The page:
Ubiquitous Communication: where is the Value Created in the Multi-Play Value Network?

Ubiquitous Communication: where is the Value Created in the Multi-Play Value Network?

Mikko Pynnonen (Lappeenranta University of Technology, Finland), Jukka Hallikas (Lappeenranta University of Technology, Finland), Petri Savolainen (Lappeenranta University of Technology, Finland) and Karri Mikkonen (TeliaSonera, Sweden)
Copyright: © 2009 |Pages: 15
DOI: 10.4018/978-1-60566-366-1.ch004
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Abstract

In a digital home a so-called multi-play system integrates networked entertainment and communications systems. Using a mobile phone, all those services can be controlled and used ubiquitously—from everywhere, at any time. Not much research has been conducted in the field of integrated communication offers. The novelty of this study is in that it addresses the ubiquitous communication system, called the multi-play service, from the perspectives of both the customer preference and operator strategy and transforms this into valuation of resources and capabilities. This chapter provides a framework to connect the customer value preferences to firm resources. The aim of the framework is to connect customer and resource-based strategies together. As a result of the analysis the authors reveal the most important resources in contrast to the customer value preferences.
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Introduction

The connectedness with everything, everywhere, all the time is what surrounds us more and more in the modern information society. Synonymous to omnipresence, ubiquity is also provided by mobile phones that follow us nearly everywhere and all the time. In a digital home a so-called multi-play system integrates networked entertainment and communication systems, providing television, video on demand, music, telecommunications etc. Using a mobile phone, all those services can be controlled and used ubiquitously—from everywhere, at any time.

As the communication situation can take place in a stable or mobile location, and the need to enrich communication varies, the choice that the user makes between access types varies greatly. If ubiquity is added to an integrated offering, and the portable computer has the same dynamic and personal settings, it has all the potential to become a mobile communications center as well, especially for sessions demanding more rich media. When the user is physically moving, the usability and availability of a laptop computer decreases, and a mobile terminal becomes the choice. In the case of full integration, the user can still browse files from a PC with the mobile terminal. As those files are located in the network, they do not need to be sent through the radio network, which then also becomes an economic driver for ubiquity in the integrated model.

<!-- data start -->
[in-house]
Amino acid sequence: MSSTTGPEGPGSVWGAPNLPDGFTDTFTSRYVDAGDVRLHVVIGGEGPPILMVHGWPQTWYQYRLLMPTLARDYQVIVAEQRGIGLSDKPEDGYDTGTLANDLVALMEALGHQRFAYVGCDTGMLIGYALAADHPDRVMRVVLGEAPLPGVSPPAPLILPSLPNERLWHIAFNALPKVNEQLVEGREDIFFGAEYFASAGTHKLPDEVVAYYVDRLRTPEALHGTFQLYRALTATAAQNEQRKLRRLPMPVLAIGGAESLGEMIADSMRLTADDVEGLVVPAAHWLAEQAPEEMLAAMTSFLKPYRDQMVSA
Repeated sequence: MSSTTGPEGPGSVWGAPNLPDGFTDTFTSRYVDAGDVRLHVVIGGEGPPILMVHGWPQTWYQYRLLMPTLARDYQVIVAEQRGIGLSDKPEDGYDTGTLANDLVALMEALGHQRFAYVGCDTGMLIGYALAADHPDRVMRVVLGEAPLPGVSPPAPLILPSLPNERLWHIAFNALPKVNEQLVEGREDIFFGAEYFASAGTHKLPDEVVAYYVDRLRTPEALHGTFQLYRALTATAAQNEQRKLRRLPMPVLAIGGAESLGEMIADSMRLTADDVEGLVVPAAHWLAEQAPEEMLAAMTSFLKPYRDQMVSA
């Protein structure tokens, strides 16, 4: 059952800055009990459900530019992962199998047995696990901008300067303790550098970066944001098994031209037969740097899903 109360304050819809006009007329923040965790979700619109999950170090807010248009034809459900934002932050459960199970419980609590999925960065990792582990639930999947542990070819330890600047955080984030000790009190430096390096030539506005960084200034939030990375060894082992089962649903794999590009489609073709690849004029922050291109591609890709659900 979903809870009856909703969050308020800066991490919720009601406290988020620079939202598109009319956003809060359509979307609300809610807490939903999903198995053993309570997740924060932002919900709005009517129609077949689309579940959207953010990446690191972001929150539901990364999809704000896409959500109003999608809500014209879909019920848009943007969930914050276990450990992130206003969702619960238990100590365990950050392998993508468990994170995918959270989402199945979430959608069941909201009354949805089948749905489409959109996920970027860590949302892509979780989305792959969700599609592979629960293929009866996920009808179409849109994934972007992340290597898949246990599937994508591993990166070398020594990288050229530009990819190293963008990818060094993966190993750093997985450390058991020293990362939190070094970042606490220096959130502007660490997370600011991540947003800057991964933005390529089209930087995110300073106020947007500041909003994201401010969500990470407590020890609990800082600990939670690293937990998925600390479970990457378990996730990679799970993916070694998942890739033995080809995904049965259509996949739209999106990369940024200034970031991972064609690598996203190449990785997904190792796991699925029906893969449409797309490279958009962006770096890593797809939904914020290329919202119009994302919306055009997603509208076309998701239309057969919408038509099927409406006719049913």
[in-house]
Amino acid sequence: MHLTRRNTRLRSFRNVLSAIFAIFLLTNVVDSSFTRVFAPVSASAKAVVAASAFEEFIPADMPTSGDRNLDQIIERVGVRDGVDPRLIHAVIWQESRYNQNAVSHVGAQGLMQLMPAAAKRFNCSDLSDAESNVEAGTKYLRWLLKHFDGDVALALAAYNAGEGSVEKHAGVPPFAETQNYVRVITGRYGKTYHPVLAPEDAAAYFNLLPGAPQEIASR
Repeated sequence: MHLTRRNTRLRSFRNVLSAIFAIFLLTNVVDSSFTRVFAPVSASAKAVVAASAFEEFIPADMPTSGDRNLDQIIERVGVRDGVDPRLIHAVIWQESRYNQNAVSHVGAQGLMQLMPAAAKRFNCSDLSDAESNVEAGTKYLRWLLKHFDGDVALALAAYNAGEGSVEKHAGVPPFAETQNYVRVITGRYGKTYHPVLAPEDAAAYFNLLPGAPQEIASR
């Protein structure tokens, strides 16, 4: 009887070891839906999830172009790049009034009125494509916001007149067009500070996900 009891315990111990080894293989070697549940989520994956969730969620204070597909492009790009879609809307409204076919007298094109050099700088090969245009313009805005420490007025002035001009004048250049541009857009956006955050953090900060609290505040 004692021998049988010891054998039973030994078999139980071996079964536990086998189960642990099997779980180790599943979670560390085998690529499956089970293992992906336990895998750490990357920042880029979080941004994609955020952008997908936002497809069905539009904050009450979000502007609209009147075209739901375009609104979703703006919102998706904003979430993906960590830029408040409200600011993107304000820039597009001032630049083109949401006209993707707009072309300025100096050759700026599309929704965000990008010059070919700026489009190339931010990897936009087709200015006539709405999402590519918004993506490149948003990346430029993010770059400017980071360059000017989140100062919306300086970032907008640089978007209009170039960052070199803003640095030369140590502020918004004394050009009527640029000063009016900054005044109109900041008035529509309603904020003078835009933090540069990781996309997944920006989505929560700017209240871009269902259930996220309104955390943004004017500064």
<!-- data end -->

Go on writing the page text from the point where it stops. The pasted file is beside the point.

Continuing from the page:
Not much research has been conducted in the field of integrated communication offers. Furthermore, there is not much literature or research available that profoundly considers the characteristics of a ubiquitous communication system. The novelty of this study is in that it addresses the ubiquitous communication system, called the multi-play service, from the perspectives of both the customer preference and operator strategy and transforms this into valuation of resources and capabilities (Srivastava et al., 2001). The multi-play offer is a new business concept consisting of an integrated set of features aiming to deliver greater systemic value to end customers (Gardner, 2001; Kothandaraman & Wilson, 2001).

The objective of this chapter is to provide a framework to connect the customer value preferences to firm resources. The practical suitability of the method is demonstrated with a relevant real-life business concept development case example of a Nordic operator (Mikkonen et al., 2008). The focus is in the resource analysis although the customer value and the business model analysis are also reviewed. This chapter and the method of a business model are based on several case studies on the subjects of the customer driven business model. The mapping framework connects different levels together in a system hierarchy. It consists of sequential steps from customer needs to the actor resources and capabilities in a value network. The aim of the framework is to connect customer and resource-based strategies together. As a result of the analysis we reveal the most important resources in contrast to the customer value preferences.

The chapter is structured so that first the backgrounds of the multi-play service and the integrated operator are discussed, second the research framework is introduced, third the customer value analysis and business model mapping are discussed, fourth the resource analysis is provided, and fifth the future trends concerning the multi-play and the method are discussed followed by the conclusion.

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